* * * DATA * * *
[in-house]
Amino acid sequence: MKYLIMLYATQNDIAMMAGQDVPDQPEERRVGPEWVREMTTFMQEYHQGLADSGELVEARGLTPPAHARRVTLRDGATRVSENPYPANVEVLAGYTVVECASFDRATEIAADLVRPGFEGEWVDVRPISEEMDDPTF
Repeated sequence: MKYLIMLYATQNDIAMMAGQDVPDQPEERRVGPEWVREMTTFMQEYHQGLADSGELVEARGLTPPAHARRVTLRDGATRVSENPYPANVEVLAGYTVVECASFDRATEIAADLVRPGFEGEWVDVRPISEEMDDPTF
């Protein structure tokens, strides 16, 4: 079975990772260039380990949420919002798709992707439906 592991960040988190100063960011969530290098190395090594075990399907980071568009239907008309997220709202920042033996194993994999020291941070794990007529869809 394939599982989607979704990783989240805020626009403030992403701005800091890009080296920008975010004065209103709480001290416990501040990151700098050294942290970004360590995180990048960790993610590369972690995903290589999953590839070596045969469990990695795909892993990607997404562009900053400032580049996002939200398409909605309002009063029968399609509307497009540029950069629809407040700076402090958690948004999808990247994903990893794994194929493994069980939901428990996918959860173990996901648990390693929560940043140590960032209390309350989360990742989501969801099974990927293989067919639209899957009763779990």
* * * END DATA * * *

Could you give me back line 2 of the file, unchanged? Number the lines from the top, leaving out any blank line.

Amino acid sequence: MKYLIMLYATQNDIAMMAGQDVPDQPEERRVGPEWVREMTTFMQEYHQGLADSGELVEARGLTPPAHARRVTLRDGATRVSENPYPANVEVLAGYTVVECASFDRATEIAADLVRPGFEGEWVDVRPISEEMDDPTF